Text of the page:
Set Design- 9
Show Flow- 9
Potential Viewer Ratings- 8
Play-Along Factor- 10
Overall Rating- 9.0
Premise: A team of four contestants play a series of five rounds of brain teasers. The puzzles in the first four rounds of each game are based on the four zones selected out of The Brain’s six zones (logic, observation, memory, orientation, language and multi-tasking). The designated team captain chooses which teammate, including his/herself, plays in each round and each teammate is only allowed to play in one round during the main game. In each round, two puzzle games are played and a total of eight puzzles are shown (one trial run and three puzzles for each game). Each correct answer given adds three seconds to the team’s Brain Bank, which is carried over to the final round. In the end game, all four teammates will have two minutes, plus the seconds earned in Brain Bank (maximum of 3:12 total), to correctly solve two puzzles each. The end game challenge is comprised of puzzle games they had already seen in the front game. If the team can solve eight puzzles correctly before the clock reaches the two-minute mark, the team wins the full £3,000 prize. If the clock ticks below two minutes, £25 will be deducted for each second that ticks off the clock. Once eight puzzles have been solved correctly within the time limit, the team wins the remainder of the bank. Otherwise, the team wins nothing.
And now, for the review…
Game shows that directly pit contestants against the show’s antagonist(s) are always fascinating and mildly entertaining mainly because of the competitive and sometimes amusing interaction between the egotistical, sarcastic and seemingly omniscient villain(s) and contestants during the gameplay. This dynamic is what makes shows like The Chase, American Gladiators, Win Ben Stein’s Money and even GSN’s 20Q entertaining to watch and see if the day’s contestant(s) can emerge victorious against the stiff and nigh-invulnerable competition. BBC Two’s new daytime game show Beat The Brain has the similar intrigue as the other aforementioned shows along with its incredibly engaging gameplay.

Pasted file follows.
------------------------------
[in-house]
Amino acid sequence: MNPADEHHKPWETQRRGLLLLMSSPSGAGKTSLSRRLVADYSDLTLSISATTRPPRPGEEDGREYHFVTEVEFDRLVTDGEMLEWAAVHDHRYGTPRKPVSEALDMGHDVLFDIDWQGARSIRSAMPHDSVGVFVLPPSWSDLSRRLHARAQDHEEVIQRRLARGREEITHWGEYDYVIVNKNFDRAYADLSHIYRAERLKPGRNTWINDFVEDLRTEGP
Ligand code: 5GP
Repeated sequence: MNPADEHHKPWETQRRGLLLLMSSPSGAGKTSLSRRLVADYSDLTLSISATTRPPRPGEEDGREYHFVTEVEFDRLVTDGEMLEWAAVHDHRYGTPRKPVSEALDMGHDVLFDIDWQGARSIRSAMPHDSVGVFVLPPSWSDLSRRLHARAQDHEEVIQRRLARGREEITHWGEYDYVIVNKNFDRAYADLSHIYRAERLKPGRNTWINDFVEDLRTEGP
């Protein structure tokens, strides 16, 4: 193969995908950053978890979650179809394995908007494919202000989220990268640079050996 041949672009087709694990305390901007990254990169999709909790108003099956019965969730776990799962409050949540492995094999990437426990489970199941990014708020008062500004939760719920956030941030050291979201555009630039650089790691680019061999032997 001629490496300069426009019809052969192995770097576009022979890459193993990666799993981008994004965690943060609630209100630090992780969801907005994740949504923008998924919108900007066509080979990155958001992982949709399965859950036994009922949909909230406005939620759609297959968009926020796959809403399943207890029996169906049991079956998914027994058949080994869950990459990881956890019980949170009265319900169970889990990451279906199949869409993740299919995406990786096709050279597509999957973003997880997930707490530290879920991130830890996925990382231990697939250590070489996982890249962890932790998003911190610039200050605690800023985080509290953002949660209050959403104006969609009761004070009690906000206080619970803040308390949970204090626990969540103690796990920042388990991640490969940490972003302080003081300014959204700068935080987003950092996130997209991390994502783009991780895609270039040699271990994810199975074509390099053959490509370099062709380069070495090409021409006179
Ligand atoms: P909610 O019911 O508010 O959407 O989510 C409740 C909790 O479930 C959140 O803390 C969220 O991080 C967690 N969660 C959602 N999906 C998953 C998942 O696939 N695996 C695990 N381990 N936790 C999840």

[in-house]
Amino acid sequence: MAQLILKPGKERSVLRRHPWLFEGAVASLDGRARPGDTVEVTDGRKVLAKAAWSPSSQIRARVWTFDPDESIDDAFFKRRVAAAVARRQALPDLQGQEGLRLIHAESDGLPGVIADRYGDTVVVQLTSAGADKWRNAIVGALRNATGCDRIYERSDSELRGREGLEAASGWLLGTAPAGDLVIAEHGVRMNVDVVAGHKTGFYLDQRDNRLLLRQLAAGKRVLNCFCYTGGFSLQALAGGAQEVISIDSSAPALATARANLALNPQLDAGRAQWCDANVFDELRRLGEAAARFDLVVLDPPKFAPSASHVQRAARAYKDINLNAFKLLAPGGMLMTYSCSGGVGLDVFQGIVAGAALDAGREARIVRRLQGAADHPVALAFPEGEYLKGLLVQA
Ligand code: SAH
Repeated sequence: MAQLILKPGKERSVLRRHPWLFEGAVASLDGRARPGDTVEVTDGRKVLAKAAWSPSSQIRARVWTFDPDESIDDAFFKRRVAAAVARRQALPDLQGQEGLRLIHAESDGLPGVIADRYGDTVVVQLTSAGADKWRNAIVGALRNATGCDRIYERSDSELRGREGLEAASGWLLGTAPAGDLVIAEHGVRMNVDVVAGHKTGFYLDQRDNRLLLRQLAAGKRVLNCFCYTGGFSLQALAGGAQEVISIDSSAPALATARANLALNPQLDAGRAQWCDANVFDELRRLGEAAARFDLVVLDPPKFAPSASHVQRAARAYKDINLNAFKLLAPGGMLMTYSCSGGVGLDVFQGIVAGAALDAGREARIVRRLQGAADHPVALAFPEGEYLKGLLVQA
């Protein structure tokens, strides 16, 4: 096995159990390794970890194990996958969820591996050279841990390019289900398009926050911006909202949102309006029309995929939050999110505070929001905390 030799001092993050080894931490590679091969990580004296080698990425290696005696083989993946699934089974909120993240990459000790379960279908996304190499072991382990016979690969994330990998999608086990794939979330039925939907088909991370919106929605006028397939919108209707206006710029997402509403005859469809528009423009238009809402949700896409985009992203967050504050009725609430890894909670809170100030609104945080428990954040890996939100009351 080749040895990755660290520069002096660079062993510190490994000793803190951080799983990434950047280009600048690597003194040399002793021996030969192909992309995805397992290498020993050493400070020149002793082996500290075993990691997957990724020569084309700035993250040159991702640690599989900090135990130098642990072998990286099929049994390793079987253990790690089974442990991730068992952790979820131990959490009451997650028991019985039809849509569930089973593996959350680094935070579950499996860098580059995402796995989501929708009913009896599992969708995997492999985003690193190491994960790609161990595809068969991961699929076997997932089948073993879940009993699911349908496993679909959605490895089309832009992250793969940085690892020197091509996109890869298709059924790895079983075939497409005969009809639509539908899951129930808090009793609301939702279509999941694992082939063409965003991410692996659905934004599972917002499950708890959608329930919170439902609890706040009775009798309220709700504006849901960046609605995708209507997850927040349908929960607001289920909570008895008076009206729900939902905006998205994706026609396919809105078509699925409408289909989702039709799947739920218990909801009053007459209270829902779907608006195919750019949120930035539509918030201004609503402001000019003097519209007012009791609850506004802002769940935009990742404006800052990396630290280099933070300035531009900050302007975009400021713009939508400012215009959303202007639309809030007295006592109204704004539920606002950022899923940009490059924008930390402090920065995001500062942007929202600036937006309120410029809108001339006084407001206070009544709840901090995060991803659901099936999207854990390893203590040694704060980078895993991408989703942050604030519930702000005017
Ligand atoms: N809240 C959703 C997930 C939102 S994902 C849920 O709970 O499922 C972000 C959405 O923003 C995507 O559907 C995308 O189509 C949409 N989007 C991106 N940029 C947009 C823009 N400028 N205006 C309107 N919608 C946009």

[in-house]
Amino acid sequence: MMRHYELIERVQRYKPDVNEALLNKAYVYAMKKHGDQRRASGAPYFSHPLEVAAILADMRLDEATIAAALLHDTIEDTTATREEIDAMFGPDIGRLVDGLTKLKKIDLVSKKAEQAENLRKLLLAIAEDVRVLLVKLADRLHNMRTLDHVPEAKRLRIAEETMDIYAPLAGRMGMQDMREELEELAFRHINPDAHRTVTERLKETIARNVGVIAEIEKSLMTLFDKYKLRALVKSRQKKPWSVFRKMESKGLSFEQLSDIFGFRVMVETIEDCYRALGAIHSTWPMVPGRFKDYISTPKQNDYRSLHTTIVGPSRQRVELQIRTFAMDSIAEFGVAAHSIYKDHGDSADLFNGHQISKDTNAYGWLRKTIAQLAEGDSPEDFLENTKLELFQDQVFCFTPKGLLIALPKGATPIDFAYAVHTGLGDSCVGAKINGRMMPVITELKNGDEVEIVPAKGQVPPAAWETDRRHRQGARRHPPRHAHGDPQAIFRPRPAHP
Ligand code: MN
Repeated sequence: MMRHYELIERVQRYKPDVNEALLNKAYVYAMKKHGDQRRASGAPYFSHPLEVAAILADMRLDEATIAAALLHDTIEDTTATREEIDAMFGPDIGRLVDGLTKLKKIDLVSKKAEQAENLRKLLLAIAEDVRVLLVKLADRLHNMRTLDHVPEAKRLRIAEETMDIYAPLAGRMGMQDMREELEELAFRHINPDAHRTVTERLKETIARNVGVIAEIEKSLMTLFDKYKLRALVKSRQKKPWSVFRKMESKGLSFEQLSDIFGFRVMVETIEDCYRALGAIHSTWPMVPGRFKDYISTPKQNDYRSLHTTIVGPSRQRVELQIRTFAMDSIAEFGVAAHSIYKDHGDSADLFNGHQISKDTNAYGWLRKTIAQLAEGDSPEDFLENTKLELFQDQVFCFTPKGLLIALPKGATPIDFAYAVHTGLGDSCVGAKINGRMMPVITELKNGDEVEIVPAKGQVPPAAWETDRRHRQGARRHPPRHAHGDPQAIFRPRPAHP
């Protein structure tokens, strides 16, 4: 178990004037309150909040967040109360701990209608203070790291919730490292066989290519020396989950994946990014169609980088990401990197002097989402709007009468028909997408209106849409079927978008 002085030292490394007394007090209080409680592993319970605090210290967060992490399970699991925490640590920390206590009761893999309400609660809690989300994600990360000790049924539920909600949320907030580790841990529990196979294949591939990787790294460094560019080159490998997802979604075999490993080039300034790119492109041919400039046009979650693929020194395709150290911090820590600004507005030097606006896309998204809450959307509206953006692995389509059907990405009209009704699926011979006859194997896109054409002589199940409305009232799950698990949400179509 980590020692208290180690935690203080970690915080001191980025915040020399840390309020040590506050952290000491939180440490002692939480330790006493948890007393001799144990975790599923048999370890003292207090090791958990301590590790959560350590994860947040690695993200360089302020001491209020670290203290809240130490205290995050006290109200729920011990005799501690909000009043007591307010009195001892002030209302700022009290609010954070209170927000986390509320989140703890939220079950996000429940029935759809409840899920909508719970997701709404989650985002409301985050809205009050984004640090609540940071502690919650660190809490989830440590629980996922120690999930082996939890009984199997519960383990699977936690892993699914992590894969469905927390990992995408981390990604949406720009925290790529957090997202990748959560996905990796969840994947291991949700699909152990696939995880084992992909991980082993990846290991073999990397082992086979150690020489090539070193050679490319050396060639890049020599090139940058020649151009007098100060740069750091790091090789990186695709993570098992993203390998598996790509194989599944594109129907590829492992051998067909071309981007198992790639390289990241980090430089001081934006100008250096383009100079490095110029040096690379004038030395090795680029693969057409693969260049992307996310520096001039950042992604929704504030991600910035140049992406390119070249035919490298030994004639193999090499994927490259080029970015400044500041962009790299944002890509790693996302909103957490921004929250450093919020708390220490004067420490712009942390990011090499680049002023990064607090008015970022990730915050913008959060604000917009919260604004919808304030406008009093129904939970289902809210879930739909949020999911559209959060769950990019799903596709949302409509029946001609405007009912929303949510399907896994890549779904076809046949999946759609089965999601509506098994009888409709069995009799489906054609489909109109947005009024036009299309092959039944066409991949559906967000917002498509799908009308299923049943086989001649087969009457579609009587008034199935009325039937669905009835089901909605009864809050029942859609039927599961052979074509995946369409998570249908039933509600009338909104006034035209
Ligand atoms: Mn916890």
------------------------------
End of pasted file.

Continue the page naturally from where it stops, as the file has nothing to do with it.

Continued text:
Beat The Brain has the type of format that is perfectly suitable for any viewer to watch with ease thanks to its brief and quick rounds and 30-minute format, almost similar to Countdown. Each episode is filled with numerous types of challenging brain exercise puzzles (similar to ones you would see on video games like Brain Challenge and Brain Academy, that tests various mental skill sets including multi-tasking, memory, observation, along with the other ones I had mentioned in the Premise paragraph of the review. Like on Idiotest, the short time constraints used in most of the puzzles and adding a countdown money clock in the end game properly increases the difficulty for the teams and the suspense for the viewers as they wait and see how much of the £3,000 jackpot they will be able to retain before the clock hits zero. The show is also contestant-friendly in how The Brain allows each contestant who might be unfamiliar or unclear about how each puzzle works a chance to get their feet wet by solving one in an untimed trial run.
Overall, Beat The Brain is another excellent BBC quizzer whose simple, well-developed format with great variety does not require its contestants for viewers to have a wealth of general knowledge to perform well or to full enjoy the show — just a nimble and agile mind ready to take on the tough puzzles in each episode and see if each game’s brilliant teams can win the day’s top cash prize. The humorous interaction between The Brain and contestants, John Craven’s poised and easy-going demeanor as the show’s host and the play-at-home pair of puzzles and solutions shown at the top and end of each show helps gauges the viewers interest for the entire half hour. The only complaint I have about this show is the how the £3,000 jackpot is not evenly distributed. It would be a small improvement if the top prize were to be raised to £4,000 (like on NBC’s Scattergories) so each teammate would have a chance to walk away with £1,000 each. Other than that, check out Beat The Brain at your leisure and I promise you will not be disappointed. I predict a second series renewal for this mind-teasing game show.